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JOHANNESBURG (Reuters) - The man who received uncut diamonds from British supermodel Naomi Campbell after a 1997 charity dinner with then-South African President Nelson Mandela said on Friday he had handed them over to police.
Jeremy Ratcliffe, the former manager of Mandela's Children's Fund charity, said in a statement he took the three stones from Campbell a day after she received them because he feared she might be breaking the law by taking them out of South Africa.
Testifying on Thursday at the Hague war crimes tribunal of former Liberian ruler Charles Taylor, Campbell said she had received some "dirty looking pebbles" after the charity dinner. But she said she did not know if they were blood diamonds or whether the unidentified donor had been Taylor.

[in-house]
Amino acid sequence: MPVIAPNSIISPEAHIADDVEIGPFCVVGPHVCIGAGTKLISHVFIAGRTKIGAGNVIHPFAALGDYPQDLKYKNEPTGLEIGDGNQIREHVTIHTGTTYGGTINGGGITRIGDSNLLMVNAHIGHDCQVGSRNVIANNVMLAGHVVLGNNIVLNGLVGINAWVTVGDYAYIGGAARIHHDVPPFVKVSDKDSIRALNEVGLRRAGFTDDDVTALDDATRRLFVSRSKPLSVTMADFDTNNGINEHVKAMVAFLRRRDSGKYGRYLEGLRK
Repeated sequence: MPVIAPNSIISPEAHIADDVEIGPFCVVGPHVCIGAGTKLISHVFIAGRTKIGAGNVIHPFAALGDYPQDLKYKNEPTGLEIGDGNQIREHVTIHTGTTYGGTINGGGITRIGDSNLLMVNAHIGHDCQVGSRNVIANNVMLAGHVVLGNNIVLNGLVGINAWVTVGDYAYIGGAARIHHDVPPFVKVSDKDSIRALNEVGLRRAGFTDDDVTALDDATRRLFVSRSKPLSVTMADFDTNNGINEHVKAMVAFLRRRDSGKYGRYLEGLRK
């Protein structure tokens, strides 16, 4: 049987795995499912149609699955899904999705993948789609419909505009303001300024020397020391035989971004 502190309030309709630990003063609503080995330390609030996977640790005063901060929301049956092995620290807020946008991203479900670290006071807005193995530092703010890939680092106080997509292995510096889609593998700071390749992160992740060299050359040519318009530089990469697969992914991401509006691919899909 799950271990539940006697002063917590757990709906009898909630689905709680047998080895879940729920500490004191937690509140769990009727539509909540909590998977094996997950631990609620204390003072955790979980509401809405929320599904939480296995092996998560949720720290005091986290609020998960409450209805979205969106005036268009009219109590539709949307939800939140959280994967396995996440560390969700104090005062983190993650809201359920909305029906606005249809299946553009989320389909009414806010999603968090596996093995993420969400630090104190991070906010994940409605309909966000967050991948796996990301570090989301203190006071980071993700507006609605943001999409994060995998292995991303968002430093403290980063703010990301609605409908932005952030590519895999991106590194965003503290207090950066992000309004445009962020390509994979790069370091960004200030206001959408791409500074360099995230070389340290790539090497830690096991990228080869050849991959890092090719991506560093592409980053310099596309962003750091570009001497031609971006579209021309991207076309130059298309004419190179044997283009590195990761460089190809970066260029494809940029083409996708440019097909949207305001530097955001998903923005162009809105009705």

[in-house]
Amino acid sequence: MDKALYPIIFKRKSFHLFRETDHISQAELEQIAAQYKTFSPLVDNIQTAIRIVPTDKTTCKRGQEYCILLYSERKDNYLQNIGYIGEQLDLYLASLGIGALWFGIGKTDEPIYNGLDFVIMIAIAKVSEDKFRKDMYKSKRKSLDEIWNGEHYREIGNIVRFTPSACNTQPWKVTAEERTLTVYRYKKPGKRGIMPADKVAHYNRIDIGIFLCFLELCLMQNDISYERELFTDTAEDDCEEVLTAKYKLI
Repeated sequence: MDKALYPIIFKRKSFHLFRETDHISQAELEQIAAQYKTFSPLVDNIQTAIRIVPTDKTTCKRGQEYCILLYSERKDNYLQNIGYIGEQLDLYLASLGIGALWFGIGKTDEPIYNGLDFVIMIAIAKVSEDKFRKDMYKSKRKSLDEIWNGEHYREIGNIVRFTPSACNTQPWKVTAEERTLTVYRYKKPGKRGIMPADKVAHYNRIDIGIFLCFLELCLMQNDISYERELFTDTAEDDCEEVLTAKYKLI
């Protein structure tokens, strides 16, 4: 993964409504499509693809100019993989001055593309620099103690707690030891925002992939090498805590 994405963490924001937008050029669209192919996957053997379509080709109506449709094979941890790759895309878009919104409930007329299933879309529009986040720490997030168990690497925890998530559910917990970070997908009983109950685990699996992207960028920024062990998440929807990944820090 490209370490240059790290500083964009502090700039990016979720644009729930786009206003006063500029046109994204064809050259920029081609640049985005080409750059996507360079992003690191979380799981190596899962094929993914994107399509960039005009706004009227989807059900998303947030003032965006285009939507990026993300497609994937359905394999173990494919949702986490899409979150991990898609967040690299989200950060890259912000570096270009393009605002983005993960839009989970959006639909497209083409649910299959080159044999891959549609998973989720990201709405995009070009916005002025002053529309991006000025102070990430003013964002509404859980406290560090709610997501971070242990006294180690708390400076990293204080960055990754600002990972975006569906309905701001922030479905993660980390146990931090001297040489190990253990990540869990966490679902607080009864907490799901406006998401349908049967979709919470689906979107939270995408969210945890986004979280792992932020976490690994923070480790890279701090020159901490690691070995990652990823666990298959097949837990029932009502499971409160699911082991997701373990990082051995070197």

"Naomi suggested they could be of some benefit to the Nelson Mandela Children's Fund (NMCF) -- but I told her I would not involve the NMCF in anything that could possibly be illegal," Ratcliffe said. "In the end I decided I should just keep them."
"A factor that influenced me not to report the matter to anyone was to protect the reputation of the NMCF, Mr. Mandela himself and Naomi Campbell, none of whom were benefiting in any way," he added.
Ratcliffe handed over the stones on Thursday, shortly after Campbell's testimony, police spokesman Musa Zondi said.
"They are now being handed over to the diamonds board for authentication and whatever happens after depends on a number of other things but there is an offence against possessing uncut diamonds," Zondi said.
A decision on investigating further or laying charges would wait until after the authentication process, he said.
Taylor is charged with 11 counts of instigating murder, rape, mutilation, sexual slavery and conscription of child soldiers during wars in Liberia and Sierra Leone in which more than 250,000 people were killed. He denies all charges.
Reporting by Xola Potelwa and Marius Bosch, writing by Ed Cropley; Editing by Angus MacSwan